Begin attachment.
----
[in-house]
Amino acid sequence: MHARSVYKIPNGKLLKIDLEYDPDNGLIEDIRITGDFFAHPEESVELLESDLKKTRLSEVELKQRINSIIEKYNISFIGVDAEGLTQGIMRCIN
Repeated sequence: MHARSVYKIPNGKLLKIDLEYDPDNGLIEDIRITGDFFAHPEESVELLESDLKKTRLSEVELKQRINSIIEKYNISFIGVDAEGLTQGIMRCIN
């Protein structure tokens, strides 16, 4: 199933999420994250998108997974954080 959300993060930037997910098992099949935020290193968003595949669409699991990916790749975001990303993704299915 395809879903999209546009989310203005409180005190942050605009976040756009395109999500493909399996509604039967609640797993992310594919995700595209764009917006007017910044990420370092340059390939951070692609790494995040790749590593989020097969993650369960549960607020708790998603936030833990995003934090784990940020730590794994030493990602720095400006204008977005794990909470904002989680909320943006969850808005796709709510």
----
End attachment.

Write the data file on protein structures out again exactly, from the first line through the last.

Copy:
[in-house]
Amino acid sequence: MHARSVYKIPNGKLLKIDLEYDPDNGLIEDIRITGDFFAHPEESVELLESDLKKTRLSEVELKQRINSIIEKYNISFIGVDAEGLTQGIMRCIN
Repeated sequence: MHARSVYKIPNGKLLKIDLEYDPDNGLIEDIRITGDFFAHPEESVELLESDLKKTRLSEVELKQRINSIIEKYNISFIGVDAEGLTQGIMRCIN
């Protein structure tokens, strides 16, 4: 199933999420994250998108997974954080 959300993060930037997910098992099949935020290193968003595949669409699991990916790749975001990303993704299915 395809879903999209546009989310203005409180005190942050605009976040756009395109999500493909399996509604039967609640797993992310594919995700595209764009917006007017910044990420370092340059390939951070692609790494995040790749590593989020097969993650369960549960607020708790998603936030833990995003934090784990940020730590794994030493990602720095400006204008977005794990909470904002989680909320943006969850808005796709709510």